I'm not a fan of boss battles. I find they usually damage my immersion, an unforgivable sin. Interestingly, boss battles don't bother me much in proper RPGs, whereas in action games I generally hate them. I think I can probably define why that is, but it'd require some consideration. It probably has a lot to do with presentation.

Like other things I dislike (like, say, the use of slow motion in film), it can be used carefully and skillfully to positive effect. But I find that rare in action games. I prefer a story-based climax rather than a combat-based one anyways. Story is so often relegated to the denouement. I know I'm in a minority on this, but I'm, I think, never disappointed by an unchallenging boss battle, because I consider such a battle trivial next to character and story development, whether it's taking place in the game or in my head.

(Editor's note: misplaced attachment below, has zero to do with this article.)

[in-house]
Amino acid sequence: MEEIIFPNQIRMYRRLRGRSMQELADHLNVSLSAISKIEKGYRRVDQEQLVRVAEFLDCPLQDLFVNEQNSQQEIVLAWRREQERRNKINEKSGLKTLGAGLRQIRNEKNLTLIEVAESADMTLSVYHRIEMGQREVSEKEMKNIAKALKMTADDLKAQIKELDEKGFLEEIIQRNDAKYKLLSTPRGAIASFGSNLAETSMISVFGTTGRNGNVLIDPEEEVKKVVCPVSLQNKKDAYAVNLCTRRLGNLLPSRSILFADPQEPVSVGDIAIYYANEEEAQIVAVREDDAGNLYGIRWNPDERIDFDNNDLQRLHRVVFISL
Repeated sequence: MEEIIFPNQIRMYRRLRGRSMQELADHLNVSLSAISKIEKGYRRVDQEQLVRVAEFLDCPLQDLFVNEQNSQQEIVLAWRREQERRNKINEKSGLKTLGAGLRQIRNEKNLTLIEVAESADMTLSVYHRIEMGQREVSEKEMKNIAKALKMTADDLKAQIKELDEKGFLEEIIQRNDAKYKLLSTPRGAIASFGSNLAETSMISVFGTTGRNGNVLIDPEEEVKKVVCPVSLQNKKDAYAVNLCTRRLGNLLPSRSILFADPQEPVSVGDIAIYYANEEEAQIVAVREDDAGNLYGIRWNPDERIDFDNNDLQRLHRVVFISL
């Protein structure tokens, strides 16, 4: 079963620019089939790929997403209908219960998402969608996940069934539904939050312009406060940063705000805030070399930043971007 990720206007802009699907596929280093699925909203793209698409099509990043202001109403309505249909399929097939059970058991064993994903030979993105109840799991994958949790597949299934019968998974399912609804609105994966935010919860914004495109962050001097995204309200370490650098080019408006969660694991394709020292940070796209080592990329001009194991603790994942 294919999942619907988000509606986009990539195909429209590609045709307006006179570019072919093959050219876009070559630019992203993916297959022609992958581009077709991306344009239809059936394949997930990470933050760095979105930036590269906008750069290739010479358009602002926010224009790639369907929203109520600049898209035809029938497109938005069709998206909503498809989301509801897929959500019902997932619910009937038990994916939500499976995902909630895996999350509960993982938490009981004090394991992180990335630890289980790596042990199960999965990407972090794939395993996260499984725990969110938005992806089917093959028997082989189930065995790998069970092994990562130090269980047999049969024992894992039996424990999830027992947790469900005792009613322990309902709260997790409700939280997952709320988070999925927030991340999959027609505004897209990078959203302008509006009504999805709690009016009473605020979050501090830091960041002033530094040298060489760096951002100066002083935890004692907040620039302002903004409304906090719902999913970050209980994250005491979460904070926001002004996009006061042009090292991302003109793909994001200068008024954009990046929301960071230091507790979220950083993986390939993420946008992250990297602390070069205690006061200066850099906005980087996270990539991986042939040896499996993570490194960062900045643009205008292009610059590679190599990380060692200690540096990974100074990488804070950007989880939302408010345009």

Some things that help make boss battles more palatable for me are: (1) Freedom: the less I feel I'm on rails the less a boss annoys me. (2) Environment Integration: Going into a great big special room where the boss waits for me just, well, sucks. Although that's a general failing in games whereas I like realistic environments and AIs that make the NPC act realistically and not waiting around to pop out at me when I step on a plate or walk into a room. (3) Gameplay Integration: A boss that's just a new creature that I haven't learned yet how best to battle but then becomes a regular foe can be a clever use of a boss (this was used nicely in VtM:Bloodlines, IIRC). (4) Flow: the more I expect the boss, the more jarring the boss is. When some jerk is taunting me for a couple hours and then I get to a level change and it loads up a little level named after the jerk with a nearby closet full of ammo and magical health packs… well that's just poorly done all round. (5) Credibility: The boss can be powerful, but not absurd. Make the boss make sense. Make it possible to defeat them either through intelligent use of the environment or conventional means, not making one or the other the ONLY way. Heck, make the boss bypassable with stealth, diplomacy or guile even. (6) One-Time: While I consider this is a general rule in game design, it especially applies to bosses - don't design it so that a person has to try the battle over and over to figure out how to win. Make it challenging but not require luck or absolute gaming perfection; Make it deviously clever, but give the player a chance to learn of the boss' weaknesses through previous exploration and not just at the moment of battle.